I’ve found this tends to be the rule of thumb across most product types: the surest way to identify real leather is that the makers will boast that is Real Leather.  Barring that, assume that the “leather” in question is out on the street on bond, awaiting trial.

Here is another shopping tip:  if you are shopping in person, check the edges and seams. If you can clearly see a top layer, stay away. If the edge is too straight, with none of the loose fuzzies you get from leather: stay away. If the holes for the stitching seem to keep their shape a little too well– and if the thread itself is nylon or polyester that would cut through your own skin if pulled tight enough– it’s probably not real leather.

Online, stay away from anything that doesn’t explicitly state (and hopefully even brag) about the quality. And consider the source:  Though leather is known worldwide, look for products from North America or Italy for the real thing. As with most things, avoid anything made in China. One can only imagine who what it may be made of.

One must take extra care in these days of online retail to not buy bonded leather. Without the ability to see and feel, much that is sold as “leather” is actually the bonded variety.  Surely much of this is the result of the creeping ignorance that is infecting our society– both on the consumer and production side– but that doesn’t make it any less pernicious.

clint hat

Subversive nostalgia

Listening to David Bowie’s Aladdin Sane – specifically “Drive-In Saturday” and “The Prettiest Star” –  it strikes me how many 70s songs liberally borrow from musical tendencies of the 50s— melody, harmonics, structure, prominent saxophone— with varying degrees of sentimentality, irony, and acknowledgment.  Off the top of my head, Springsteen, the Ramones, Dire Straits, Elton John, Queen all have retro tendencies that to a good deal contributed to their success.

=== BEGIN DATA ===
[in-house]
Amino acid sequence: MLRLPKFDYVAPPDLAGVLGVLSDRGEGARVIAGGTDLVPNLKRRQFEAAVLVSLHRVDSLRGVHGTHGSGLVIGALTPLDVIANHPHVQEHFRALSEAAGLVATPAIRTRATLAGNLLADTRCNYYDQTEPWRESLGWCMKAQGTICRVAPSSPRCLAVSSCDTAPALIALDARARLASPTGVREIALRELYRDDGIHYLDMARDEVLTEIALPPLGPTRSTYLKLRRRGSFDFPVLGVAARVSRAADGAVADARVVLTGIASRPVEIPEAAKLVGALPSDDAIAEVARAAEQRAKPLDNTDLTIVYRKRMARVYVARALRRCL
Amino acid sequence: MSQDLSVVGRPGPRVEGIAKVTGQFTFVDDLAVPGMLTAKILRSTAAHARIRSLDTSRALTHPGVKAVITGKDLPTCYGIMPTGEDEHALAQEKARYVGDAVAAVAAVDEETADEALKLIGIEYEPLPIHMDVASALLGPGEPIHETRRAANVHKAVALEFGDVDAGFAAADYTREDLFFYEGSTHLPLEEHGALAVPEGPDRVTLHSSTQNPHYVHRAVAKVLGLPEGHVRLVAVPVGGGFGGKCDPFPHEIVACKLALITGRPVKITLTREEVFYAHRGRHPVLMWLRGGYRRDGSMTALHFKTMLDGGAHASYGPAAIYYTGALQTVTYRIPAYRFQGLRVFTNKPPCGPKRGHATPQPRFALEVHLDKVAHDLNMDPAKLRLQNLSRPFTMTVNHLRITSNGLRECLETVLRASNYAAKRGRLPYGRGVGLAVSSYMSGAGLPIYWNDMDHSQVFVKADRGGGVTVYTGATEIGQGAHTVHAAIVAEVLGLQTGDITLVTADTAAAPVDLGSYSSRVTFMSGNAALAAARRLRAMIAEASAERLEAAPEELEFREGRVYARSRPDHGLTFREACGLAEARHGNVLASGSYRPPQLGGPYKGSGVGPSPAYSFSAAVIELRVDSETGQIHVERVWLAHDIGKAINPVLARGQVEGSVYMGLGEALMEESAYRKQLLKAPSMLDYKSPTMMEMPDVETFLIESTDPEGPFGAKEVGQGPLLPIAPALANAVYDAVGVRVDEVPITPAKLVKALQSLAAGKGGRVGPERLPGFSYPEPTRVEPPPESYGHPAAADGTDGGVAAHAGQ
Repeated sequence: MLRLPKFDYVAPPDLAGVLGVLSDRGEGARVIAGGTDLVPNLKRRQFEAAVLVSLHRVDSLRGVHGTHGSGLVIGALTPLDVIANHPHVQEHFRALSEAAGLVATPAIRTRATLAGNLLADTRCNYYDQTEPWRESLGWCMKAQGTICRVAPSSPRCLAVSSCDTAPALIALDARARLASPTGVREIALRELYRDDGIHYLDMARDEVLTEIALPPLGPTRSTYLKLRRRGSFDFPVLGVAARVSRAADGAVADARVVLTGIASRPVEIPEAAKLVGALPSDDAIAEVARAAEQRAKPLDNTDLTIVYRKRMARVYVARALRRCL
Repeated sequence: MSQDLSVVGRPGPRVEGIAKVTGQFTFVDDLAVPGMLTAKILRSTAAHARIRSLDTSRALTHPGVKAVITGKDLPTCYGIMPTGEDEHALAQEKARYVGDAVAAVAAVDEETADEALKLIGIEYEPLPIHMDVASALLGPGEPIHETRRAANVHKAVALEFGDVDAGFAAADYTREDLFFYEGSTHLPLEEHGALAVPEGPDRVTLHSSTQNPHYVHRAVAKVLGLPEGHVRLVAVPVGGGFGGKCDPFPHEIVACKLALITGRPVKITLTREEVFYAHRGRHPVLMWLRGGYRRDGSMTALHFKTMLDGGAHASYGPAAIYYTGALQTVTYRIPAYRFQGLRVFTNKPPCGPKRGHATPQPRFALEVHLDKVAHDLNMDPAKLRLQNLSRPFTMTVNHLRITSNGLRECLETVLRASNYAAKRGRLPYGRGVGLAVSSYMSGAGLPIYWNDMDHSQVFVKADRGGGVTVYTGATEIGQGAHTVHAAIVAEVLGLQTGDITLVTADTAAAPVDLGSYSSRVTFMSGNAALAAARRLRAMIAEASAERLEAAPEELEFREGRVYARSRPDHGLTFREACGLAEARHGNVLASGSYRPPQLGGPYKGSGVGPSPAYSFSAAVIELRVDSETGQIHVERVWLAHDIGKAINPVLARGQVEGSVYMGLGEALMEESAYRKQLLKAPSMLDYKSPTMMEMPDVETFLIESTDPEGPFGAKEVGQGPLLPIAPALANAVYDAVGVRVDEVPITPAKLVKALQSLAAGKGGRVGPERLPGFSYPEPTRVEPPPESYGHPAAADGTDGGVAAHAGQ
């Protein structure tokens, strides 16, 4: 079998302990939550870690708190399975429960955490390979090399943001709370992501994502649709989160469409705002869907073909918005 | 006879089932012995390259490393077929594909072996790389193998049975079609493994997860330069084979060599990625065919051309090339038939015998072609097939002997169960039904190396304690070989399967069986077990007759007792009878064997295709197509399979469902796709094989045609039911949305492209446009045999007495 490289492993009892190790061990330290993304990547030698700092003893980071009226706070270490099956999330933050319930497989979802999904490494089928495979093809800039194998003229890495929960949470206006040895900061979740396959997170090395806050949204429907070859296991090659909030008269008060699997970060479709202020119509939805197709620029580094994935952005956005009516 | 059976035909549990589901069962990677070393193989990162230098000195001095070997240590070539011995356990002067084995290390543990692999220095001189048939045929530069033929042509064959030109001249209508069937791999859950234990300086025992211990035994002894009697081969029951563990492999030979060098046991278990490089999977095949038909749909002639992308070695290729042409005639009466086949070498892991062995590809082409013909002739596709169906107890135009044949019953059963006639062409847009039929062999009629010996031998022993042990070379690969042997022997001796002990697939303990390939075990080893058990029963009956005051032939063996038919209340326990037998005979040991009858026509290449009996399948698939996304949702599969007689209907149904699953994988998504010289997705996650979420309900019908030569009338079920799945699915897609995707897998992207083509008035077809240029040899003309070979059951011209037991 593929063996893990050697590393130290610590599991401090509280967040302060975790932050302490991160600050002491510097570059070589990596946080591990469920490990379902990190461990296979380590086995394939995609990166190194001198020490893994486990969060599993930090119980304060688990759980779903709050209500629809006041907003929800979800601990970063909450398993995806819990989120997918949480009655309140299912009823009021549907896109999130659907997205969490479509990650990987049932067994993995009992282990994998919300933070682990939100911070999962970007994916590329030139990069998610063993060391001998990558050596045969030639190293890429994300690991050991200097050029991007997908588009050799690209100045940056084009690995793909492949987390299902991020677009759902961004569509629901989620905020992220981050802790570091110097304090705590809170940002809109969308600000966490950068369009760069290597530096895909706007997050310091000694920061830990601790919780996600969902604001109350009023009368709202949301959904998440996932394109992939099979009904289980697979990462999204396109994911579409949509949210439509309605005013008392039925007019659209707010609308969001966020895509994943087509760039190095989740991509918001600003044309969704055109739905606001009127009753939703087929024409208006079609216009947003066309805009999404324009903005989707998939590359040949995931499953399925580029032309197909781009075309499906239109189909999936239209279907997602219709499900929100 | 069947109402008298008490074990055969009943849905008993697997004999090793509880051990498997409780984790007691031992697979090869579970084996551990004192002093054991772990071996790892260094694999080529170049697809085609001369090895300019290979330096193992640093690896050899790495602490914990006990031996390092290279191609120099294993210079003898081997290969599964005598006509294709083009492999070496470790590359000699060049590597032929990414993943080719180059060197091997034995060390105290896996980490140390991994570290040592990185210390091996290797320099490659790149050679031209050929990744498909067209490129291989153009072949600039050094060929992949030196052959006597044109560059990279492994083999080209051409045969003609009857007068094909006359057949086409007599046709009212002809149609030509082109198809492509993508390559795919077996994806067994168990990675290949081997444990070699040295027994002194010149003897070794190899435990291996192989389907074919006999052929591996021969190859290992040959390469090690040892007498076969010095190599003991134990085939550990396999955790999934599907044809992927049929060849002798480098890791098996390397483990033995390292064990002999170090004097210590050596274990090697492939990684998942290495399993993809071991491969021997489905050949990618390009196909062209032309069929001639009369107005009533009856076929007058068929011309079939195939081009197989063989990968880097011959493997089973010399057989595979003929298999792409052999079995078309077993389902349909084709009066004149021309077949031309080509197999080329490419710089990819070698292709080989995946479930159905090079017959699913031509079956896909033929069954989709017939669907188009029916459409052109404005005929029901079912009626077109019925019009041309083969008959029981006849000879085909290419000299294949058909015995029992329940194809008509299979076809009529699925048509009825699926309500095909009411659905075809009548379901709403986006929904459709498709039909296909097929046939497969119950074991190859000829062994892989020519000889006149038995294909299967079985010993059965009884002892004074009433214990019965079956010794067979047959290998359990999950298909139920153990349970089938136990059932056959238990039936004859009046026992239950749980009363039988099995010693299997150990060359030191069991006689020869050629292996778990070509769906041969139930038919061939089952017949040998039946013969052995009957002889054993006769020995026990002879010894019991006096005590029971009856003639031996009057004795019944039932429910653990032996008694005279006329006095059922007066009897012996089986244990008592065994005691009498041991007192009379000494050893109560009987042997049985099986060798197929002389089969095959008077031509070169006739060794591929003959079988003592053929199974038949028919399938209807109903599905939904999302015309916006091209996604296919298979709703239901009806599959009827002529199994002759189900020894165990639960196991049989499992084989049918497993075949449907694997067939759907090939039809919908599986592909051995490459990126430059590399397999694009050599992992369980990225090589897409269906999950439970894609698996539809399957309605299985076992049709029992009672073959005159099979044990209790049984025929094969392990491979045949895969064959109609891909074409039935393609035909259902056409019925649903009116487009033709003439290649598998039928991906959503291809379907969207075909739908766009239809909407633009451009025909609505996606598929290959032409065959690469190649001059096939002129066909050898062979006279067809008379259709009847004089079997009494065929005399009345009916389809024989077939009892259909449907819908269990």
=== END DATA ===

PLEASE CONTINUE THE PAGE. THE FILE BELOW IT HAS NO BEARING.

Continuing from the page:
This makes sense in a few ways:

(one) I’ve noticed that nostalgic waves seem to occur in approximately fifteen year increments. In part this is because

(two) people who attain artistic success in their mid thirties are apt to look back on the influences of their teen years for guidance and inspiration, and

(three) the cultural disruption of the late 60s made nostalgia an especially potent and yet— importantly— subversive force in the mid 70s.  What would have been seen as natural continuity and progression in other eras (say from the early 20s to the late 30s, or the late 90s to the present) was treated almost as a novelty at that particular time. Continuity was uncool, so the way to make it acceptable was to bury it under layers of contemporary effects and/or deliver it with a sneer.

Japanese summer

This has been my summer of Japanese things. It started with a new hobby, archery. That led to finally reading Zen and the Art of Archery, followed by other reading on Zen Buddhism and meditation, which led to wider studies of Japanese art and architecture and, inexorably, Japanese history. For my birthday, my youngest daughter gave me bonsai tree seeds. All of this led to tackling Shōgun (the book), going deeper into Kurosawa films than I have before, and Shōgun (the movie– imminently.) Most recently, my wife and a good friend and I went to an exhibit of Kobayashi Kiyochika at the Sackler Gallery, followed by dinner at an Asian-themed restaurant.

During the course of dinner, our friend commented that she was surprised by this turn, as I had always struck her as anti-Asian culture, or at least Asian-culture antipathetic. I corrected her: I’ve always felt the pressure of too great a backlog of my own culture to explore– Pennsylvanian/Virginian, American, western European, Judeo-Christian, Greco-Roman– before tackling anything so definitively foreign.

That remains true, but there is also the truth in the way of expatriates, who have to immerse themselves in foreign cultures in order to more fully understand and appreciate their own. It is refreshing to look at totally different things, in order to look at the familiar in a new way. Chesterton talks about how much greener and bluer trees and the sky respectively look in a foreign setting, and it is only when we forcer ourselves to really look that we notice how green the trees are at home too.

This isn’t at all to say there is nothing to be learned from foreign cultures that doesn’t touch our own. It’s a big world, with a lot to see– but what has struck me about the parts of Japanese culture that I’ve touched upon have been as much about similarities as differences.